Thirteen Black DC Heroes Before Black Lightning

Black Lightning kicked off its final season last week and the Cress Williams-starring CW series remains one of the best superhero shows on the air right now. We don’t know about you, but we missed Jefferson and his family of heroes and are excited to see them get back to the business of fighting for the people of Freeland.

However, we want to clear up a common misconception about both Black Lightning and Black history in the DC Universe (it IS Black History Month, after all). It’s often said that Black Lightning was DC’s first Black superhero, but this, however, is only half-true. While Black Lightning was the first Black DC superhero to headline his own comic book title, quite a number of Black heroes have preceded him in DC history. To be fair, that number is not as many as it should be and often includes supporting roles to a white hero or majority-white team.

But these early positive examples of heroism still stand as DC’s first overtures towards a more diverse universe, one in which everyone can see themselves as a hero.

Check out the full article in the News section on dccomics.com!

Which character is your favorite? Tell us in the comments below! :point_down:

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What is it with you and this costume?

@HubCityQuestion

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I had never heard of August Durant.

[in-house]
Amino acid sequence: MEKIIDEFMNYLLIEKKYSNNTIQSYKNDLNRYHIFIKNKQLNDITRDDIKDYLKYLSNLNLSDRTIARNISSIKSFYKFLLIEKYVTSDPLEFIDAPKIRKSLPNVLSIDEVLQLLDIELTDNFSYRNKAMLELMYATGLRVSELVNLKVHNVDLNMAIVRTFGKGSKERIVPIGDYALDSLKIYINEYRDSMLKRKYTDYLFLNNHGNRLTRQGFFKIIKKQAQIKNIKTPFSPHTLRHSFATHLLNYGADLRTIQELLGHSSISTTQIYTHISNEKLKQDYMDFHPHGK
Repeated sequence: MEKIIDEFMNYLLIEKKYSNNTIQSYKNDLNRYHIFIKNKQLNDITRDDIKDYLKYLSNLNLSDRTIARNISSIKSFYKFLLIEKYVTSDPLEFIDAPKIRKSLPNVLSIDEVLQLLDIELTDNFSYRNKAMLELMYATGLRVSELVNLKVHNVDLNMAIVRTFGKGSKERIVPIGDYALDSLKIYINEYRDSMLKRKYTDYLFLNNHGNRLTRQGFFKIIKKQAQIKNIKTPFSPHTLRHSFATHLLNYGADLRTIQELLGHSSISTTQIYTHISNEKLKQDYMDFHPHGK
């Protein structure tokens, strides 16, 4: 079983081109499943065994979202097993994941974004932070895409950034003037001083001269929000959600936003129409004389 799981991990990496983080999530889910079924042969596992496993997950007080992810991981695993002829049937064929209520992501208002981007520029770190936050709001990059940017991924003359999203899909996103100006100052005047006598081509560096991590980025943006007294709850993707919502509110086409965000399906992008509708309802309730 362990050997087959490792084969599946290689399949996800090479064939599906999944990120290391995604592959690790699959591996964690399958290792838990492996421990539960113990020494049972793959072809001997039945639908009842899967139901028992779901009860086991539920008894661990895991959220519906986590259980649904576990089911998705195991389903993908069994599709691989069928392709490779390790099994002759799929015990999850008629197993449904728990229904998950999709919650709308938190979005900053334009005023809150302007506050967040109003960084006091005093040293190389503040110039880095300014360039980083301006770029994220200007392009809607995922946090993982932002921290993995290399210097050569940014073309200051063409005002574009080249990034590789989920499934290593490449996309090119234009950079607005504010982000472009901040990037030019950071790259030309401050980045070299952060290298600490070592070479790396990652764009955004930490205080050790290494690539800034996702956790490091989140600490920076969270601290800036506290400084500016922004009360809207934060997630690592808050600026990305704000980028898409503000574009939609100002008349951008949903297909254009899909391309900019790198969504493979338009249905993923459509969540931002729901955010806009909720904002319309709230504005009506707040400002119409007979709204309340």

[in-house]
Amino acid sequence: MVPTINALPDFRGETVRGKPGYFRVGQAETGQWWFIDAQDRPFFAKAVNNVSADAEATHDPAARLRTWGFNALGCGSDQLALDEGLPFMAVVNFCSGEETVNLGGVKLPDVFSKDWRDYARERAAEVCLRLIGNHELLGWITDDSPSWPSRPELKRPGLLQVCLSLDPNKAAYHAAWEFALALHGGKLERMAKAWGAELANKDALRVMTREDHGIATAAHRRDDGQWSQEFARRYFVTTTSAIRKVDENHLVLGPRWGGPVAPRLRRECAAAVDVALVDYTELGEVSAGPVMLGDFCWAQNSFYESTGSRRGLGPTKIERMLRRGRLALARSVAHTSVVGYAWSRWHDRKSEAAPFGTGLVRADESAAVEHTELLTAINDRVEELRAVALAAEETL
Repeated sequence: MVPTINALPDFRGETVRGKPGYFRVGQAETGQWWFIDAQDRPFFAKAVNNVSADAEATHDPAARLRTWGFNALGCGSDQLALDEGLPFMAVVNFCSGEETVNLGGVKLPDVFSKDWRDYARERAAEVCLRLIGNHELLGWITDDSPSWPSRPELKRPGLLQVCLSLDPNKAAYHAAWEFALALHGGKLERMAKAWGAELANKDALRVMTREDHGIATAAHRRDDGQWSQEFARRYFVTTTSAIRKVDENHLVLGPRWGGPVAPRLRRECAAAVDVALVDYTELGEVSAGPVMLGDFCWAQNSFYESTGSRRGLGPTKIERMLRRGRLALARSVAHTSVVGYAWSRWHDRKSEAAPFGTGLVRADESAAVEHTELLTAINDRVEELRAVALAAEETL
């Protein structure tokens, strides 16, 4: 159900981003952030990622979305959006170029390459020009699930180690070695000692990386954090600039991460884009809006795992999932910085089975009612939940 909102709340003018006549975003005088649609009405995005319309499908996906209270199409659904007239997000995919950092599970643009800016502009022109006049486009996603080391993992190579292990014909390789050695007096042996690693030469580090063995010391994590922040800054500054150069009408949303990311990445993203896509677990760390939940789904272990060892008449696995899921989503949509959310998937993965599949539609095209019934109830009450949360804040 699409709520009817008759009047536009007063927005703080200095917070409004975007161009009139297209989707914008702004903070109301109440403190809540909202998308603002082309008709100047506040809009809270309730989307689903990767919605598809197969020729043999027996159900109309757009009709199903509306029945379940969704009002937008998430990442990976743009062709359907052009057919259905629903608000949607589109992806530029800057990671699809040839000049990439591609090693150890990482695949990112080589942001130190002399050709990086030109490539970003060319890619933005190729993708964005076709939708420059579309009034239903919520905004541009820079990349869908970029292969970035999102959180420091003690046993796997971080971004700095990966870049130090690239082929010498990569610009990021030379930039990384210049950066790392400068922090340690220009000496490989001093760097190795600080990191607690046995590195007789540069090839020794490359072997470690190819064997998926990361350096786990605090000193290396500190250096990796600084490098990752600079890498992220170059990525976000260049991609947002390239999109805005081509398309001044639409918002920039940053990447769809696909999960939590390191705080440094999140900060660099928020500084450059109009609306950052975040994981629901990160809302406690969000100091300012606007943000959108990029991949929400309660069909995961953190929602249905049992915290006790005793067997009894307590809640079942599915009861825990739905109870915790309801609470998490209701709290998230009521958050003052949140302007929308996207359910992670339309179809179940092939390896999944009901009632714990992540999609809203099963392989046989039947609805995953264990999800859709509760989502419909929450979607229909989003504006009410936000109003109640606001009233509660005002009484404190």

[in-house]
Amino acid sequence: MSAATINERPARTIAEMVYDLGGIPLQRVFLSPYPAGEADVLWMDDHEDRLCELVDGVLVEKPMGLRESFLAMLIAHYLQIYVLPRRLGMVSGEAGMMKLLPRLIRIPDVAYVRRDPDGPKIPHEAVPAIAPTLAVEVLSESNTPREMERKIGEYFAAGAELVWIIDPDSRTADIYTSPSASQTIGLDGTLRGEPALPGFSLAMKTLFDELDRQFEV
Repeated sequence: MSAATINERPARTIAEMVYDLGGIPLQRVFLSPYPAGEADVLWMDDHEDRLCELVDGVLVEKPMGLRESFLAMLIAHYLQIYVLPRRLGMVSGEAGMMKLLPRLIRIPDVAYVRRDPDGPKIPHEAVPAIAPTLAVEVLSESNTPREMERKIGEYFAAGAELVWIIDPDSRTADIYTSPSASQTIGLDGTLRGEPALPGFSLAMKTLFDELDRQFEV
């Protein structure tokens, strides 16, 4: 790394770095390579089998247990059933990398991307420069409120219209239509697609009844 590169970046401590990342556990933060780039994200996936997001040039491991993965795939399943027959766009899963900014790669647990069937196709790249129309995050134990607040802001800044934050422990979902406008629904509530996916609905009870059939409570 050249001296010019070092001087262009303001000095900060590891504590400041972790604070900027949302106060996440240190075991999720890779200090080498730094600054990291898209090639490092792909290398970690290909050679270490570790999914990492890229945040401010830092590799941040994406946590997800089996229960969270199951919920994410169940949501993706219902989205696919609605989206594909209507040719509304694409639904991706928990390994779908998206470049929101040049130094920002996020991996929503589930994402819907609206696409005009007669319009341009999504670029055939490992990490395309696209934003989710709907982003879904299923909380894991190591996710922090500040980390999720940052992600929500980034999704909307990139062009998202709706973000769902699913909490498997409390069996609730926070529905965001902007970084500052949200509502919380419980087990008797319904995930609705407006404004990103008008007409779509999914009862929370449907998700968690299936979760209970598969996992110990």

I had certainly never heard of Ralph Jackson, nor knew how historic the character was.

Ralph Jackson

First Appearance: World’s Finest Comics #17, 1945

The very first Black hero in DC comics history was a soldier by the name of Ralph Jackson. Written while America was still fighting with the Axis Powers, this true-to-life story of a battalion of African-American soldiers raiding a Nazi citadel was dedicated to the millions of Black men “doing their fair share in the armed forces, and on the home front, to win the war and usher in a new era of peace and understanding among men!” In the real world, Black men like Ralph Jackson enlisted to join the Allied Forces in droves in hopes of promoting a dream of a “double victory”: one which would defeat both the Nazi regime in Europe and win new rights for themselves in a divided America.

From WORLD’S FINEST COMICS #17.

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Embrace it.

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Never.

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what’s that symbol supposed to be? and that collar really is something…

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…it’s idiotic?..

And I know Bob Rozakis hated it, so I am NOT ALONE.

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I don’t think it will surprise anyone when I say my favorite is John Stewart!

This is a very interesting list. I was aware of some of these people but didn’t know their origins. Gonna have to check them out!

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